While it looks like the Federal Reserve will raise interest rates, it doesn’t look like it’ll impact the housing market around the country or at Sotheby’s Scottsdale. It’s possible the federal fund's rate will rise to between 0.5% and 0.75% this week. If this happens, it’ll be the first increase of 2016.
Mortgage rates are at the highest level in two years but still at historical lows. Look for that to increase in the coming weeks. But since December isn’t a hot season for the housing market, we probably won’t see an impact, even at Sotheby’s Scottsdale.
Aside from a Fed move, rates on a 30-year fixed mortgage already climbed from record lows after the presidential election. Why? Investors packed the stock market and in turn sold out of the bond market.
This time around, however, there is great debate over whether rising rates really matter to housing. After all, increasing rates are indicative of a stronger economy, and a stronger economy favors housing. As one Fannie Mae economist puts it, interests rates rise due to the economy growing and that means there’s an increase in income which should offset this.
At the same time, a possible interest rate hike this week brings fears about how it will impact housing affordability. Berkshire Hathaway HomeServices found that 76 percent of current homeowners and 79 percent of prospective homeowners quote rising interest rates as a challenge. Even more buyers and owners would feel more uncomfortable if rates were to continue to rise.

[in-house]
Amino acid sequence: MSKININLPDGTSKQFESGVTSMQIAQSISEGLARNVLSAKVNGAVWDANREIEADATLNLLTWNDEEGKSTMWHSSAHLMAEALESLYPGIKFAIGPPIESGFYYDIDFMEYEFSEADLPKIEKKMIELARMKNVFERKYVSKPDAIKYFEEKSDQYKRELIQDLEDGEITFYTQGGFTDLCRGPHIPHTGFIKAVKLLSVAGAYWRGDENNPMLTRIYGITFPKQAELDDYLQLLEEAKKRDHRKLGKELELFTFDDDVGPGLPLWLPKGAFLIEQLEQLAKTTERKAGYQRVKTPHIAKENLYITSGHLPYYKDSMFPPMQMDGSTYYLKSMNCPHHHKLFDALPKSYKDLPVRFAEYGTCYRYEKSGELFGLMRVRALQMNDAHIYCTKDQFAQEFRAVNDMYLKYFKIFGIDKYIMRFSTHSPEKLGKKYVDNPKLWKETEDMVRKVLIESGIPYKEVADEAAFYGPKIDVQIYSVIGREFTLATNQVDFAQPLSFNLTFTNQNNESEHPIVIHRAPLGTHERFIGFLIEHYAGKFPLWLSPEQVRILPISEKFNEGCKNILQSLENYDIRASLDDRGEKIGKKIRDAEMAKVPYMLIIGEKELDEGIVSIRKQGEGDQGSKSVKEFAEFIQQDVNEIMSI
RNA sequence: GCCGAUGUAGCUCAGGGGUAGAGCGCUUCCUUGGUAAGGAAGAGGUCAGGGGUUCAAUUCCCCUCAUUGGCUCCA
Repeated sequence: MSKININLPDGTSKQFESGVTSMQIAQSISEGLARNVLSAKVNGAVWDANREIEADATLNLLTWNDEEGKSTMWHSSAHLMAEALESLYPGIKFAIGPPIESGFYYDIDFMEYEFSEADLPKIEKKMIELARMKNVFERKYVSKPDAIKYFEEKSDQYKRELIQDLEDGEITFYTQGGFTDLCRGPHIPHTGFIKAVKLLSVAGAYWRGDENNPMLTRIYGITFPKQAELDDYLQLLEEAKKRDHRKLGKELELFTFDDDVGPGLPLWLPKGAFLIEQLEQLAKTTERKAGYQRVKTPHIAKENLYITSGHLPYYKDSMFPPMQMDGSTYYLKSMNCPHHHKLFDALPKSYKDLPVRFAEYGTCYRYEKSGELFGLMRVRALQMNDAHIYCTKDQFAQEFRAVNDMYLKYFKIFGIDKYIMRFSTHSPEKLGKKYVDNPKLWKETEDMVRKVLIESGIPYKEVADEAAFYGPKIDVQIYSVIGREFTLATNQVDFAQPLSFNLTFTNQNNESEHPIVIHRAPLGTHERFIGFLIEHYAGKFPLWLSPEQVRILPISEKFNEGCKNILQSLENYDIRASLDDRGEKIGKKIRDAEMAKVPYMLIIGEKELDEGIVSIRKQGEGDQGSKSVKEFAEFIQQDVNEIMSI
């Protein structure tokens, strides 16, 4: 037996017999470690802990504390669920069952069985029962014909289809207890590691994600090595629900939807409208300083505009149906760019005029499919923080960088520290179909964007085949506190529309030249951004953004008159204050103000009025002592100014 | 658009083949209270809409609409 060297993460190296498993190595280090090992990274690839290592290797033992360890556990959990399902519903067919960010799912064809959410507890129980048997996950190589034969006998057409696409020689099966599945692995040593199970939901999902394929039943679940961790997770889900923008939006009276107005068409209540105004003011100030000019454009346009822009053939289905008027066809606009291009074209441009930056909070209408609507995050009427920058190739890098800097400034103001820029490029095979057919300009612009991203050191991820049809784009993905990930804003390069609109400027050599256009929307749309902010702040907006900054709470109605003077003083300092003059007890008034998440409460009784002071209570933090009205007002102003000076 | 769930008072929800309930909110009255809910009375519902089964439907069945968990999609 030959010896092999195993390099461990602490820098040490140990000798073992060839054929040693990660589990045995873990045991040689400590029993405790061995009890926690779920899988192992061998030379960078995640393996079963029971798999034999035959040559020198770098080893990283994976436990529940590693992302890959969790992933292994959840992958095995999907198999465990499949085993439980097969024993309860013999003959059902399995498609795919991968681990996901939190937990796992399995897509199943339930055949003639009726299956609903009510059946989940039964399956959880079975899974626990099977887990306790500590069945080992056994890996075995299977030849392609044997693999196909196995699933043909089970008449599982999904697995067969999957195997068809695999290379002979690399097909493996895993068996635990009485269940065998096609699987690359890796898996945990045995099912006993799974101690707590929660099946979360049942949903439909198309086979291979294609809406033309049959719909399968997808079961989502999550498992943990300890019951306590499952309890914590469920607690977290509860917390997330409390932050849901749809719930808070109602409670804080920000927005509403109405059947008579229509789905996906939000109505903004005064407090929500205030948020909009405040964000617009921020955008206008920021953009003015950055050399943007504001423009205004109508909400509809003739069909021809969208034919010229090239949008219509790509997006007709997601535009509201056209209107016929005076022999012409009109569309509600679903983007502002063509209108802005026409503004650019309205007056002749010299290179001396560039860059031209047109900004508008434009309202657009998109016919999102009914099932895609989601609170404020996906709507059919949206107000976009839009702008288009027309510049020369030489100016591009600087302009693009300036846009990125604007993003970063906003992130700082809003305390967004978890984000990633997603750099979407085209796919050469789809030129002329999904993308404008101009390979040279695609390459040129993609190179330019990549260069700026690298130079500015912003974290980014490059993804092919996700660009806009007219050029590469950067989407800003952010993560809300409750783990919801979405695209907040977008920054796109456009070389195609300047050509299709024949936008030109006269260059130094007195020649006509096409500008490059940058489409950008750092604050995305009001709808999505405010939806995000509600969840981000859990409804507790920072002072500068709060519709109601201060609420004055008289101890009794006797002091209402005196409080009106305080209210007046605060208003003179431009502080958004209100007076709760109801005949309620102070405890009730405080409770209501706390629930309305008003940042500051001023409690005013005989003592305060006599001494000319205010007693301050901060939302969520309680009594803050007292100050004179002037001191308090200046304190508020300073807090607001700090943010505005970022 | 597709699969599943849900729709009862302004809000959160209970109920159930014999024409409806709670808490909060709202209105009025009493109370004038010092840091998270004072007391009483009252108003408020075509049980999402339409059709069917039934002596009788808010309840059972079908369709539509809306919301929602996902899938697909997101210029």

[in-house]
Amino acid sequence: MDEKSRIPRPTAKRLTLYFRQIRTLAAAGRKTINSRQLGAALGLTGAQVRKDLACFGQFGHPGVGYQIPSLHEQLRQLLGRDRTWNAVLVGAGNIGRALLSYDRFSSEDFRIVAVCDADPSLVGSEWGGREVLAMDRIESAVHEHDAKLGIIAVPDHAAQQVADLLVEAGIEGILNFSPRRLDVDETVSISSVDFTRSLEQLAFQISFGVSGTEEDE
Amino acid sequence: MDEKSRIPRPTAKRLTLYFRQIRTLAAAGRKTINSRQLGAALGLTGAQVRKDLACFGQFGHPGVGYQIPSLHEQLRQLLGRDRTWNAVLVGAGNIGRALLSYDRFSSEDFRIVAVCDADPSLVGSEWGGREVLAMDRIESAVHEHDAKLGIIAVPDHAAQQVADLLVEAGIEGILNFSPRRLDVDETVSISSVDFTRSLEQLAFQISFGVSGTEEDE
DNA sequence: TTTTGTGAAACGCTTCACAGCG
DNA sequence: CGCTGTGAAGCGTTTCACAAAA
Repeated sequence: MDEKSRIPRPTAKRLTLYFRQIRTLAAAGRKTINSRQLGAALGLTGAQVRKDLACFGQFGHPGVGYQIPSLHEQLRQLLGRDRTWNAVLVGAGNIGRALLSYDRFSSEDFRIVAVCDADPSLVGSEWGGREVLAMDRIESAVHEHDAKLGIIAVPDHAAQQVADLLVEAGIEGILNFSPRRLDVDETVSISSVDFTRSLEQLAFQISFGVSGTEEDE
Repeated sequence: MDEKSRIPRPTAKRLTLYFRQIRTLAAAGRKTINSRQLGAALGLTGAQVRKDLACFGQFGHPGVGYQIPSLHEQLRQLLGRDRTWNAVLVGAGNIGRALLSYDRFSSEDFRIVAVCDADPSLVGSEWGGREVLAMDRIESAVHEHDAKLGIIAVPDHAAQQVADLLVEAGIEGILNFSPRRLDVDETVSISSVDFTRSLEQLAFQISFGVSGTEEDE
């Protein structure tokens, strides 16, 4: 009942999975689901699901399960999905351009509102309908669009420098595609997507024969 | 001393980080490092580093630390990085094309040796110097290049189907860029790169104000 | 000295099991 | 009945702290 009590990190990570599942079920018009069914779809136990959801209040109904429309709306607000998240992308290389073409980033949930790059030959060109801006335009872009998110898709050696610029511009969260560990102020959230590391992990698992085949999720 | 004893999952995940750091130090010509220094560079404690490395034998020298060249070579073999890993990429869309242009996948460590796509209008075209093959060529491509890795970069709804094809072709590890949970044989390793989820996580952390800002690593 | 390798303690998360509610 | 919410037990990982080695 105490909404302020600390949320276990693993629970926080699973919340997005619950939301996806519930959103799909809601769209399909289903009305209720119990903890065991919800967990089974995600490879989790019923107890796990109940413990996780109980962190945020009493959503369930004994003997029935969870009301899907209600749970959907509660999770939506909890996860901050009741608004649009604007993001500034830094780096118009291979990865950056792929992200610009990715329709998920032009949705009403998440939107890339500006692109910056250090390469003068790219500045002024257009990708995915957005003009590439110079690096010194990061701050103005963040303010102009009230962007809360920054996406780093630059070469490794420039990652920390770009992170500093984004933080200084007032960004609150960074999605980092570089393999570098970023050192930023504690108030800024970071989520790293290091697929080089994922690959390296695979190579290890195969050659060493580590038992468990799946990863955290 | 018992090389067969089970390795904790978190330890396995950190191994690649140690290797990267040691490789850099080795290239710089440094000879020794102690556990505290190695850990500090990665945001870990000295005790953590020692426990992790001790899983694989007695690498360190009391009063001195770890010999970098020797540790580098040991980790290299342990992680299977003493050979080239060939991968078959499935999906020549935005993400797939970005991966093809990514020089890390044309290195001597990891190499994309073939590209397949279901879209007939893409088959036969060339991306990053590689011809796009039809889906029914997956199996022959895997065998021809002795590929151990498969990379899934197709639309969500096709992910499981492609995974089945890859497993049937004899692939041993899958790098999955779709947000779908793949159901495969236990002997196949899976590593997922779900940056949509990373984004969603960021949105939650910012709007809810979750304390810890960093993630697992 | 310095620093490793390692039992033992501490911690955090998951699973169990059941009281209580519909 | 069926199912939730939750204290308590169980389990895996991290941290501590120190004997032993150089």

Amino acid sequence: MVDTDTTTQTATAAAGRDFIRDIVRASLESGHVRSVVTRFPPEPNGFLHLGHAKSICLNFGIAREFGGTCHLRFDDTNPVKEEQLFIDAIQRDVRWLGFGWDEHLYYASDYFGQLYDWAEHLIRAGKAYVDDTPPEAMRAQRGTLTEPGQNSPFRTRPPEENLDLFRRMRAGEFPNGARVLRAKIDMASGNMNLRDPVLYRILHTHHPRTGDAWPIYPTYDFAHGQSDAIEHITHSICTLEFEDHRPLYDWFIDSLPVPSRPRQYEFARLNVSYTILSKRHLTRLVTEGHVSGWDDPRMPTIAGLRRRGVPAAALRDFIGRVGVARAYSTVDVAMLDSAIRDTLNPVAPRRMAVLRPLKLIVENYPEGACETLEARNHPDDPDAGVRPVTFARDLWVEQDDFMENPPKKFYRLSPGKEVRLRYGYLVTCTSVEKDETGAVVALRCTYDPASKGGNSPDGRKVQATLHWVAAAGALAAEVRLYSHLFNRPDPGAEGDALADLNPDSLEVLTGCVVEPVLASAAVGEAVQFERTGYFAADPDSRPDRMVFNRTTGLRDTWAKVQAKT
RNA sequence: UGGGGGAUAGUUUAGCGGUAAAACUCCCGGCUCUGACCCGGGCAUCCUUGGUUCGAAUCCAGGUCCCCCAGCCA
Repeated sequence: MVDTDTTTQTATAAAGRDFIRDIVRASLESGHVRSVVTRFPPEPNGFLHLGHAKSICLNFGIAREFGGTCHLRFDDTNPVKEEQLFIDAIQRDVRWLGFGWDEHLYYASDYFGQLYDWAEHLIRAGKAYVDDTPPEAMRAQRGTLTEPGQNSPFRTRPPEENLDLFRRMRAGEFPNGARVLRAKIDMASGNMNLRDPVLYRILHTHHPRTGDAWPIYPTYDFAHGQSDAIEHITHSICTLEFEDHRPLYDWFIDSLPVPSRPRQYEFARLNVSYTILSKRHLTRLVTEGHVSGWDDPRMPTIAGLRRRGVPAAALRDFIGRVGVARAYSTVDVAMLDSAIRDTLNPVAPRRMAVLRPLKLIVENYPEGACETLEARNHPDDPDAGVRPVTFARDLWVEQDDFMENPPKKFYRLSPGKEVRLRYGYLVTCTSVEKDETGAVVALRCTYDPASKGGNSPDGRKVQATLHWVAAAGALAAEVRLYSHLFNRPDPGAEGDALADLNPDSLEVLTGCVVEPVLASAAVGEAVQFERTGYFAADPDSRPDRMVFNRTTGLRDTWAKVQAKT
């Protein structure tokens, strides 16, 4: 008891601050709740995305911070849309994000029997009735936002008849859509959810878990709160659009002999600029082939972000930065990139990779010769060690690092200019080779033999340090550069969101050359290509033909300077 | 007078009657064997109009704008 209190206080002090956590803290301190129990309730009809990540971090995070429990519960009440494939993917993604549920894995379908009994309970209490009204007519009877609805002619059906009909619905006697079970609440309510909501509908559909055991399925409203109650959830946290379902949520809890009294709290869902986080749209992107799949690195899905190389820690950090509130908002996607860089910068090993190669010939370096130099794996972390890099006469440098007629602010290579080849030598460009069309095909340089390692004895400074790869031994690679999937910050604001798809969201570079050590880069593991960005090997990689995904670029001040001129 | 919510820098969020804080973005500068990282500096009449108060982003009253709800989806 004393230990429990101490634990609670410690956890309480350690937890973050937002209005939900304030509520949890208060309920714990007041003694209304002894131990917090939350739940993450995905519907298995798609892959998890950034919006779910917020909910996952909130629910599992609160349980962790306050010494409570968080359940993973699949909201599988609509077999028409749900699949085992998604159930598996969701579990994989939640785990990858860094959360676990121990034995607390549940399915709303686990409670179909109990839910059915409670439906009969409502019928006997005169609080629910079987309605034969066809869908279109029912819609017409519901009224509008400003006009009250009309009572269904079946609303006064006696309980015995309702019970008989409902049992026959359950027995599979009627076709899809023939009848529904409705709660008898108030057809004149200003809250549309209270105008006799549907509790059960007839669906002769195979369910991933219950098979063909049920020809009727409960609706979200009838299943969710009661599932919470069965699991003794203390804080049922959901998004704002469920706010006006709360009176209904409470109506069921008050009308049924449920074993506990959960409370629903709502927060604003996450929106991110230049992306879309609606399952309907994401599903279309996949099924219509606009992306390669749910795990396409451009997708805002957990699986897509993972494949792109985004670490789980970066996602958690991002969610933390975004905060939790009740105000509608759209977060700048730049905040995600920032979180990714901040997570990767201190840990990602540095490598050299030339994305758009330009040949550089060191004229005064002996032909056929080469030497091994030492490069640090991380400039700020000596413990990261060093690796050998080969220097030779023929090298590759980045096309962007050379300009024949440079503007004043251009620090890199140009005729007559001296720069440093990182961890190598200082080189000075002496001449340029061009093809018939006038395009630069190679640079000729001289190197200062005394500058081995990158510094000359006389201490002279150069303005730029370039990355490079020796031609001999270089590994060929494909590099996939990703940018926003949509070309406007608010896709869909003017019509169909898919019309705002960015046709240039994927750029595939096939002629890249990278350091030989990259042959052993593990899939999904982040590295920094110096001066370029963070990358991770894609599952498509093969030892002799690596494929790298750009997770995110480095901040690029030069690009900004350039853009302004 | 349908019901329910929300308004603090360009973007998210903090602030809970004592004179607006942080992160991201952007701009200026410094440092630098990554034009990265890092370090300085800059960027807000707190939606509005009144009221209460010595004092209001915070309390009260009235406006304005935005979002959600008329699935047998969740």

One reason higher mortgage rates won’t impact Sotheby’s Scottsdale home buyers and other buyers around the country is large financial institutions have introduced mortgages for as little as one to three percent down in an effort to attract more millennial buyers.
Another survey by Zillow finds that buying a home is not tied to current mortgage rates as much as it is tied to a consumer’s financial well-being. Life events or changes in the number of people in a Sotheby’s Scottsdale household are the main factors for buying a home. Zillow finds, though, that rising rates may impact the location or size of a home that’s purchased.
Mortgage rates have recently gone from 4.25 percent from about 3.5 percent. It was June 2013 when we saw rates move that much. As a result, home sales plunged and house price gains dropped by 50 percent.
This time around, rather than the housing market being impacted, Fed Chairwoman Janet Yellen is more concerned about avoiding what happened to Bank of England Gov. Mark Carney. He came under fire for comments he made that ended with a vote for the U.K. to split with the European Union. She also doesn’t want to get House and Senate Republicans stirred up.
Economists don’t think it’s likely the Feds will change their economic forecasts for interest rates in the next three years. It looks like there’ll be two rate hikes in 2017 and three in 2018 and 2019. The first one in 2017 should come in June.
Believe it or not, some economists think higher interest rates are needed since Congress plans to move forward with tax cuts next year. Rate hikes could help keep this stimulus from becoming inflationary.
So, don’t let rising mortgage rates impact your decision to buy a home at Sotheby’s Scottsdale since rates are still at historically low levels.